New Perspectives on Firm Growth
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New Perspectives on Firm Growth

Per Davidsson and Johan Wiklund

This insightful volume presents a collection of innovative works by two of the leading researchers of firm growth. The studies extend previous research by providing stronger theoretical underpinnings and using longitudinal databases that can separate in time the firms’ growth from its presumed causes. They also break new ground by examining different modes of growth, such as sales growth vs. employment growth, and organic growth vs. acquisition-based expansion. Further, the studies investigate the drivers of firm growth and take a critical look at the effects, such as under what circumstances high growth is associated with high profitability.
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Chapter 5: Advancing firm growth research: a focus on growth mode instead of growth rate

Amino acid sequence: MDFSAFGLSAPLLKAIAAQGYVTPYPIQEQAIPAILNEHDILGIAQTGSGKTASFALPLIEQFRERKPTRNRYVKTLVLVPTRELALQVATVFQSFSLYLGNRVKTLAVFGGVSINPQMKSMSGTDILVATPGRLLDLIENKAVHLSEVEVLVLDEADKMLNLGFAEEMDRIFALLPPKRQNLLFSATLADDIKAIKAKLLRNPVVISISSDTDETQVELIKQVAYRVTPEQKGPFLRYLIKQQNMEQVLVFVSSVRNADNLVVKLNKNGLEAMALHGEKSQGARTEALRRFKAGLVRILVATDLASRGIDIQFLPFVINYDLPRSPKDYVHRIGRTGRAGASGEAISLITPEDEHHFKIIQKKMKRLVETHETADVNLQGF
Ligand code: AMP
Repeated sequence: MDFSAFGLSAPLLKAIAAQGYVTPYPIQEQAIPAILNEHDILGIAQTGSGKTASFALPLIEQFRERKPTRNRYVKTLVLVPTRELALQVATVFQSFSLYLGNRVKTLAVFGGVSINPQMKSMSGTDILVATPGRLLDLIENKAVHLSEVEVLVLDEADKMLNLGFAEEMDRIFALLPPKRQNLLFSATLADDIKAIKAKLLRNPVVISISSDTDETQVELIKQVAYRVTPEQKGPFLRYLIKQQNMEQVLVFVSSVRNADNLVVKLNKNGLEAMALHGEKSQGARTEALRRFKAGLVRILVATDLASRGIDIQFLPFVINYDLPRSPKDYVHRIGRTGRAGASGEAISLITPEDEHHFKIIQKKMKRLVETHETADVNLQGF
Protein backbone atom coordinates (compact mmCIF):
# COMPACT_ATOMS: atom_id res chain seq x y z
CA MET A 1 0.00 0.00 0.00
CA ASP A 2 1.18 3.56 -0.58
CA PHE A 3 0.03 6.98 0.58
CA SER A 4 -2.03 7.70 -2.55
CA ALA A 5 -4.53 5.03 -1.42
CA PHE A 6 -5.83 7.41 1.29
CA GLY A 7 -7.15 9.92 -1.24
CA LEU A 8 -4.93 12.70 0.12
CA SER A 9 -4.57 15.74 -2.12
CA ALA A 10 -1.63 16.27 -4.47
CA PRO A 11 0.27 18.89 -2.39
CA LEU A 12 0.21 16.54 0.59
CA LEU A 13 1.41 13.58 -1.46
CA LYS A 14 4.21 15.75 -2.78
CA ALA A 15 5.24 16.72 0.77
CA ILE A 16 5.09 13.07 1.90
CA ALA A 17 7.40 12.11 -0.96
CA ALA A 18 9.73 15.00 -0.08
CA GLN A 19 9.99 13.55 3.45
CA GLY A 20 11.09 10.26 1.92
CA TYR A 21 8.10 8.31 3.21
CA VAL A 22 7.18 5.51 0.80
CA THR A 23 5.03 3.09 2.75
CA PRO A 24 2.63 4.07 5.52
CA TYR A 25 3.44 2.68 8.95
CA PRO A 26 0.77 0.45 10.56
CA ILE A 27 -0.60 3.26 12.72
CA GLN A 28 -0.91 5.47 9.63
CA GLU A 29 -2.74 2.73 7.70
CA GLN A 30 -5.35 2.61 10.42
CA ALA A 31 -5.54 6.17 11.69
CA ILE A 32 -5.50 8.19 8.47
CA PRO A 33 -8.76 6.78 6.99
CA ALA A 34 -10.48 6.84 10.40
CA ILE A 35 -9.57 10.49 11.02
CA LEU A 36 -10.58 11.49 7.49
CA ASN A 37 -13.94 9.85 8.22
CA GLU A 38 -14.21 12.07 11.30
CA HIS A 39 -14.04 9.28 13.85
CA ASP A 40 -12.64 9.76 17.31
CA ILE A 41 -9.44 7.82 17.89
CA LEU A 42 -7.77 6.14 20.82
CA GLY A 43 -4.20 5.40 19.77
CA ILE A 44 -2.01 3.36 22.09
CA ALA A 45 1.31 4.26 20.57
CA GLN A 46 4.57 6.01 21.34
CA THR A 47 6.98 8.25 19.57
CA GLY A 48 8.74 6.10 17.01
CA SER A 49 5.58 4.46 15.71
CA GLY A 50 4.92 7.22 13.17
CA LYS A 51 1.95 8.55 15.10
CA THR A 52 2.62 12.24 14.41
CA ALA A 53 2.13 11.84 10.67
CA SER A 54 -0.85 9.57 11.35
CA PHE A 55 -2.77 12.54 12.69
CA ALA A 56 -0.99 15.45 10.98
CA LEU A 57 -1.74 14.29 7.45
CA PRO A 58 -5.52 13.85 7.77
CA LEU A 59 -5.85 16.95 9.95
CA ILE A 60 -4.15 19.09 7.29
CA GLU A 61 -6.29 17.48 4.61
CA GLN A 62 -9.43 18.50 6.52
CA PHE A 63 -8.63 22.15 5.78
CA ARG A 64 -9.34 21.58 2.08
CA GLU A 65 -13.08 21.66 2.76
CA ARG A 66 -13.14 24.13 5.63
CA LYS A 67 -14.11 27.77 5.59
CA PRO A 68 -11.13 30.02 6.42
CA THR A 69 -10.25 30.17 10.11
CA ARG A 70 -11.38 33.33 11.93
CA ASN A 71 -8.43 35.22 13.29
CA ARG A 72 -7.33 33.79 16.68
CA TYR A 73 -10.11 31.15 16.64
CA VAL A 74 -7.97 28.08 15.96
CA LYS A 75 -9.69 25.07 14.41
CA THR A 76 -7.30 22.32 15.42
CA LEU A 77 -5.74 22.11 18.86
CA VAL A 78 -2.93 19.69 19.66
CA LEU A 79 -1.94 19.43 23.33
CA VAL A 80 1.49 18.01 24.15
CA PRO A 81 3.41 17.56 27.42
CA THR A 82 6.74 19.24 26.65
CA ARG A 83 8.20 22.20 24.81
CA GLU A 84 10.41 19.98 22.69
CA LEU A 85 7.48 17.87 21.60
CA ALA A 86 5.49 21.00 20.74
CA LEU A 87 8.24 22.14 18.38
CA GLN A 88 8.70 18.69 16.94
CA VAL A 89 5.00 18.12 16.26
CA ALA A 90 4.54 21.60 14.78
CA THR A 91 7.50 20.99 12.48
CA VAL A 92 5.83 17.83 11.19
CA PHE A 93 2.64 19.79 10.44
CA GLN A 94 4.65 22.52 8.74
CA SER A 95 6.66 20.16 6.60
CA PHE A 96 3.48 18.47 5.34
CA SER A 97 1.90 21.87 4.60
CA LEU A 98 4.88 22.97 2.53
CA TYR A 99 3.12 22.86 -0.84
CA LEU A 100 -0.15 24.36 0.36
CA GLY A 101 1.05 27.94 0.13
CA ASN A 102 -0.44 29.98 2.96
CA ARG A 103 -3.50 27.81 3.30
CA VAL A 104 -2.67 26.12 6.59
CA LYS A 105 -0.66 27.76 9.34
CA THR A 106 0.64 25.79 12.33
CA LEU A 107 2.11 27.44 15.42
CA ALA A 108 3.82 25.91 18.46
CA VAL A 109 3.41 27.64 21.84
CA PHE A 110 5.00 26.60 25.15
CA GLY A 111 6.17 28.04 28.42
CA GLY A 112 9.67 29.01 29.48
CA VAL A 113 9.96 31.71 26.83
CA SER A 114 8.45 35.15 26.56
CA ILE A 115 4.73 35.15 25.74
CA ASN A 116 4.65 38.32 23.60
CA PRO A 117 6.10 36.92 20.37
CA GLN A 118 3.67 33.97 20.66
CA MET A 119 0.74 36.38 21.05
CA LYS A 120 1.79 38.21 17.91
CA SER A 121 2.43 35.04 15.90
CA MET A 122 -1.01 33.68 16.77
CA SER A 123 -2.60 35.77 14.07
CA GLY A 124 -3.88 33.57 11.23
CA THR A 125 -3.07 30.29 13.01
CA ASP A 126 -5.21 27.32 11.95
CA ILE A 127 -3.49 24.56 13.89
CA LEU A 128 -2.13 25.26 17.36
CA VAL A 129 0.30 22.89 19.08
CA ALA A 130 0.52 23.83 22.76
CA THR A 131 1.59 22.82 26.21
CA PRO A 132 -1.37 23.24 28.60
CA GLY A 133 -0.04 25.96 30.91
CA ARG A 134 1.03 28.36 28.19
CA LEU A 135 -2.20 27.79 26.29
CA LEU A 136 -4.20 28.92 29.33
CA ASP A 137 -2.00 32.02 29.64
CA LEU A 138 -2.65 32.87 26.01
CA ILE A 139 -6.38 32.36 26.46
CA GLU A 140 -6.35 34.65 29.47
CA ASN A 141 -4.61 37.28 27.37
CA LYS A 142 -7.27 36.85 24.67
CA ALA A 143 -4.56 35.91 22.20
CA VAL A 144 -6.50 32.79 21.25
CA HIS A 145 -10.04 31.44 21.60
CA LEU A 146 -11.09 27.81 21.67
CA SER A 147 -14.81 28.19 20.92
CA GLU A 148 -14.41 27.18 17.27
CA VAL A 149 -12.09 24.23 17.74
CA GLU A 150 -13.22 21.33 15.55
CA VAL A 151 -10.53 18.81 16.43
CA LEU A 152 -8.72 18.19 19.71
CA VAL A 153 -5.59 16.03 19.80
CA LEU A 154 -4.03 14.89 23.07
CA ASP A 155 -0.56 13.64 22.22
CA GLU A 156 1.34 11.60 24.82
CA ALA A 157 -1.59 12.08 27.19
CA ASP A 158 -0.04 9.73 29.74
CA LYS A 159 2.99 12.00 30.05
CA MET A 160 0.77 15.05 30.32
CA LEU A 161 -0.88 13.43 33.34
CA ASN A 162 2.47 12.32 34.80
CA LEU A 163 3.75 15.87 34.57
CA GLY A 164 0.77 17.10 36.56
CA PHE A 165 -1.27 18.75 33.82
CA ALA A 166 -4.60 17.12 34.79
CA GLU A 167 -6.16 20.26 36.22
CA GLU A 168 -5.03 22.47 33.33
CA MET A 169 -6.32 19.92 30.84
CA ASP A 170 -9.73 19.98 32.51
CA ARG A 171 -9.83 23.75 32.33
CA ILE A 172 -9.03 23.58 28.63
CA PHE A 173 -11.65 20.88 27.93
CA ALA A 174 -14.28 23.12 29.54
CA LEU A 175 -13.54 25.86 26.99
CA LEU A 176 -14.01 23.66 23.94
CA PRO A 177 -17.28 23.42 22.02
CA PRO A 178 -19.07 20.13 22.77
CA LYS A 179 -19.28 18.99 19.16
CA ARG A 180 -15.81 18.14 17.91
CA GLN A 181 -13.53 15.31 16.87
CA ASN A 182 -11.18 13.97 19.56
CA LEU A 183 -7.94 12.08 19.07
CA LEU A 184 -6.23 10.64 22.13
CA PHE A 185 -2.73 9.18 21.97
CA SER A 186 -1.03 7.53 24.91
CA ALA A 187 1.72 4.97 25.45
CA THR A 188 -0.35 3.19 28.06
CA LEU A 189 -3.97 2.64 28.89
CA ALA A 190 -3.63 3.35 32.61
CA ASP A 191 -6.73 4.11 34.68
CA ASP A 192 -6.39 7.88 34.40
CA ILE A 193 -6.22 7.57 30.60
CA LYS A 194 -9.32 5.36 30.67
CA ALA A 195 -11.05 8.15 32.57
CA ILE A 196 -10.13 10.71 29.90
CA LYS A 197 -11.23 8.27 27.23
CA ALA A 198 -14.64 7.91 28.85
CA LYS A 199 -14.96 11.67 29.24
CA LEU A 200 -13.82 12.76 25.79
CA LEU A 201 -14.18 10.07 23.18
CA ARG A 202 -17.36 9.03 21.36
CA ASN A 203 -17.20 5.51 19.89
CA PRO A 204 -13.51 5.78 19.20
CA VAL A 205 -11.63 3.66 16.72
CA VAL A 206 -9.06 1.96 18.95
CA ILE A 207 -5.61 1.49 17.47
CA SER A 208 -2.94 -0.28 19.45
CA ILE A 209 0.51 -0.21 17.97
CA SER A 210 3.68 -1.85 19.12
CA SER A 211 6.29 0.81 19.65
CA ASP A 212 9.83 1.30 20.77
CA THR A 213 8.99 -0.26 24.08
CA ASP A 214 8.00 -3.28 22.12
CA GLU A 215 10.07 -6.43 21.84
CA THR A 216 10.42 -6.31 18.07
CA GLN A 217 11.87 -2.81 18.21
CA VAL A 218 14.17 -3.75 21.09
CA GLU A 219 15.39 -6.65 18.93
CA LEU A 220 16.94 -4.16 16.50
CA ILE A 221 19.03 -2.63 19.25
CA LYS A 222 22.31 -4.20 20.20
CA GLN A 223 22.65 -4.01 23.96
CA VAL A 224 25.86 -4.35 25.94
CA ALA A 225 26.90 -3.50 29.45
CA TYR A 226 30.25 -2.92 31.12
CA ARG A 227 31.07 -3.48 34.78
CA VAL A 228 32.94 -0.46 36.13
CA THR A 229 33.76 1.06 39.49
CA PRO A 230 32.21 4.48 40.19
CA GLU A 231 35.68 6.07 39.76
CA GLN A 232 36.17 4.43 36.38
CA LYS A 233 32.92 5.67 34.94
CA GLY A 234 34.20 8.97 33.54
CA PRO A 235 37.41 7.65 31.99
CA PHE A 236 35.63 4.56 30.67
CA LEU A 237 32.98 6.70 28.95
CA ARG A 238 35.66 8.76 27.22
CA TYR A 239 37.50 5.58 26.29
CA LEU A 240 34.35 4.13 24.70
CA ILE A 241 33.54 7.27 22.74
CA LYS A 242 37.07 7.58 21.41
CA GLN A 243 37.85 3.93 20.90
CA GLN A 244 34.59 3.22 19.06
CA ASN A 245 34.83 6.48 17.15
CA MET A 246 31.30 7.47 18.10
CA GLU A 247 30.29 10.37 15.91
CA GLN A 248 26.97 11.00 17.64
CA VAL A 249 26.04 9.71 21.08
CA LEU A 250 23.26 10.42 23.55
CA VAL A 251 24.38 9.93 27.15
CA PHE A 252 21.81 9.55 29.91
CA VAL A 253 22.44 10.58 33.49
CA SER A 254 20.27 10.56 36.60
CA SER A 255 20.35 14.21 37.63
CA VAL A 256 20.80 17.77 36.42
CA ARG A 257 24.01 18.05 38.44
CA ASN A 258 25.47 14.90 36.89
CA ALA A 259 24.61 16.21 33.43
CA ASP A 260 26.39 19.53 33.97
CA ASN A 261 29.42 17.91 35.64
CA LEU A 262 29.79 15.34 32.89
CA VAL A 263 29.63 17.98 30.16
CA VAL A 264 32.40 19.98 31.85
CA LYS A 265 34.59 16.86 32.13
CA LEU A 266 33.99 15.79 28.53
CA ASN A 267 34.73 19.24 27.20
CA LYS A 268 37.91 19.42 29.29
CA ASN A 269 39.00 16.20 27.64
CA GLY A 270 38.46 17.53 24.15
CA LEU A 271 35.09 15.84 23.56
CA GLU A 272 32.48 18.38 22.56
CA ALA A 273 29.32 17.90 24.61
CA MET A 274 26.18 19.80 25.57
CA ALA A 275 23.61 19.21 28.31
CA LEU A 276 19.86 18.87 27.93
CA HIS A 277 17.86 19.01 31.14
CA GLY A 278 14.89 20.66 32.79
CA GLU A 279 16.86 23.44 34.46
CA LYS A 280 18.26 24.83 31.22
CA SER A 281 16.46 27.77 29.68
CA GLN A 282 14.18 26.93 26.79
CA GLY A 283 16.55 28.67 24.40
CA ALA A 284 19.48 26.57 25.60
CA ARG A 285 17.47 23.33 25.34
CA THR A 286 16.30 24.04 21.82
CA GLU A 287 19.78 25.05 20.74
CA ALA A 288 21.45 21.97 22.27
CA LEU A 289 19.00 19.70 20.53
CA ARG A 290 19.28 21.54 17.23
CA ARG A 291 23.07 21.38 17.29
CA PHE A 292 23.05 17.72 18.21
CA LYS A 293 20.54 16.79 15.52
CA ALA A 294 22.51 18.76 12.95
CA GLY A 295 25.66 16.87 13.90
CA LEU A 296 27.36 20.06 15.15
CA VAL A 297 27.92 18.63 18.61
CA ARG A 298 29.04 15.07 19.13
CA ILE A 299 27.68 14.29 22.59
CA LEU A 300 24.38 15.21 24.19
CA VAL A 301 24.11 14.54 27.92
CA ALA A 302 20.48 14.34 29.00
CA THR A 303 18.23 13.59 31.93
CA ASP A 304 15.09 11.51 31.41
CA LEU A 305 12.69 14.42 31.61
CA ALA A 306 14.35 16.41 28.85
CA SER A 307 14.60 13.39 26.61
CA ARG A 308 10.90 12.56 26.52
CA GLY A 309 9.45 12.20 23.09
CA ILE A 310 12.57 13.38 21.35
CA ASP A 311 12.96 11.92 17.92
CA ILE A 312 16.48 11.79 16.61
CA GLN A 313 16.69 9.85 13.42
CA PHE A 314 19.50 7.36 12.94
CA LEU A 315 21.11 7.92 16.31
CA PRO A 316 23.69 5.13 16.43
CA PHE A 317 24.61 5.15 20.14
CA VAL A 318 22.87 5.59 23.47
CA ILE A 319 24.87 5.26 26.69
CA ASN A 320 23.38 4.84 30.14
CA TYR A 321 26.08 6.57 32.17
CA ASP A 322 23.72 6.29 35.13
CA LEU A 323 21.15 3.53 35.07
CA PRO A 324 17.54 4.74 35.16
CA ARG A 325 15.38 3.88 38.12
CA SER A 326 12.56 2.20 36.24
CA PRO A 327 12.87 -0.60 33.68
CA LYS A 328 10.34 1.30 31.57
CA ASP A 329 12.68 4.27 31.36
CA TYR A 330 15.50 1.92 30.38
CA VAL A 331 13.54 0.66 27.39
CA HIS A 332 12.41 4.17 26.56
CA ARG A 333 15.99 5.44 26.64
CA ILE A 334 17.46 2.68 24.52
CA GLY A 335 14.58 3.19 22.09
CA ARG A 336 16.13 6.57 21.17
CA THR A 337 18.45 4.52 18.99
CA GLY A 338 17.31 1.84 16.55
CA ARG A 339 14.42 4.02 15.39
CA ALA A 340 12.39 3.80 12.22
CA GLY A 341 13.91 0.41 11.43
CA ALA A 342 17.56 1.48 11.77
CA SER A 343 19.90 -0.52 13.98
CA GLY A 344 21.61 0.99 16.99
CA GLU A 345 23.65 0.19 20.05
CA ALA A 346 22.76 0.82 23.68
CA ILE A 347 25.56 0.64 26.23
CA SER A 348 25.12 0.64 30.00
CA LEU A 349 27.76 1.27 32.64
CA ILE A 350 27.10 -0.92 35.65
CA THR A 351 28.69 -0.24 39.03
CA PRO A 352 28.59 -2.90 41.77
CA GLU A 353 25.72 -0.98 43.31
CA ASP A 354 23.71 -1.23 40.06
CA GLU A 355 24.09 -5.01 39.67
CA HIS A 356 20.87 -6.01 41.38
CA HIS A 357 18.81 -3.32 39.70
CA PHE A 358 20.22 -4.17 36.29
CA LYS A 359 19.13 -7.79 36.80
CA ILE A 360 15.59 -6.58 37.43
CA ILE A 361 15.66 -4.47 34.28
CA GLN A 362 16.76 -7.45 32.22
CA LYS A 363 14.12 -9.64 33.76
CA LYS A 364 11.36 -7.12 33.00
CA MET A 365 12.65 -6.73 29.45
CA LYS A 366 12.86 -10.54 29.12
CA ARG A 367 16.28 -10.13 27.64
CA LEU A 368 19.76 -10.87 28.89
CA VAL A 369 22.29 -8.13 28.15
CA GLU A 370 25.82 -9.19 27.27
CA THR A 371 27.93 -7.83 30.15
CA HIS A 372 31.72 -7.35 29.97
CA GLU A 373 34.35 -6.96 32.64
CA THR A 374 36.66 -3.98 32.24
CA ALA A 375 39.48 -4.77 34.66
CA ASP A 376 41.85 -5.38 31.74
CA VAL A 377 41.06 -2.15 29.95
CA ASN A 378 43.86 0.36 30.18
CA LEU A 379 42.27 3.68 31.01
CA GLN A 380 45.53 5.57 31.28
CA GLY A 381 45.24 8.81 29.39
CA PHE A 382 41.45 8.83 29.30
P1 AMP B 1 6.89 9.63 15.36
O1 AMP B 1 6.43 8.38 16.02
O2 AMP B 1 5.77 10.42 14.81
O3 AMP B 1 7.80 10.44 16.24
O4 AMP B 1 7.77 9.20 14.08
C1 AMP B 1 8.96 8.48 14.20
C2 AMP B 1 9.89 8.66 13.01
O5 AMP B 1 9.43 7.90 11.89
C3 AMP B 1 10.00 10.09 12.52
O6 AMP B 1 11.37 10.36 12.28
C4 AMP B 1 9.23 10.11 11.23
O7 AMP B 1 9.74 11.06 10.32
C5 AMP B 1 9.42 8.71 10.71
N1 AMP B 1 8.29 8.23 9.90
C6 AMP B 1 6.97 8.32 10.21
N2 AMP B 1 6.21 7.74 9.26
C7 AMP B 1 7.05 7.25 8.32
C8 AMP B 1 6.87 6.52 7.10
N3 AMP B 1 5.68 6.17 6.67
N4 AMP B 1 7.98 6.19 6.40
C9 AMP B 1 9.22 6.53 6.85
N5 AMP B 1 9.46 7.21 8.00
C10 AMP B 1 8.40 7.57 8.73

Alexander McKelvie and Johan Wiklund

Extract

Firm growth constitutes one of the central topics of entrepreneurship research. Despite substantial interest and massive empirical research, theoretical development in the field has been notably slow (e.g., Davidsson & Wiklund, 2000; Delmar, Davidsson, & Gartner, 2003; Shepherd & Wiklund, 2009). A telling illustration is that the most comprehensive, adequate, and popular theory on growth was developed some 50 years ago with Penrose’s (1959) publication of The Theory of the Growth of the Firm. In this chapter, we explain that a major reason for this lack of development is the impatience of researchers to prematurely address the question of ‘how much?’ before adequately providing answers to the question ‘how?’ In other words, the vast majority of the research has been occupied with explaining differences in growth across firms, not acknowledging that there may be substantially qualitative differences in terms of how firms go about achieving this growth. A recent review (Shepherd & Wiklund) found over 80 empirical studies in our leading management and entrepreneurship journals published over the past 15 years attempting to explain differences in growth, not considering potentially qualitative differences in firms’ growth paths.

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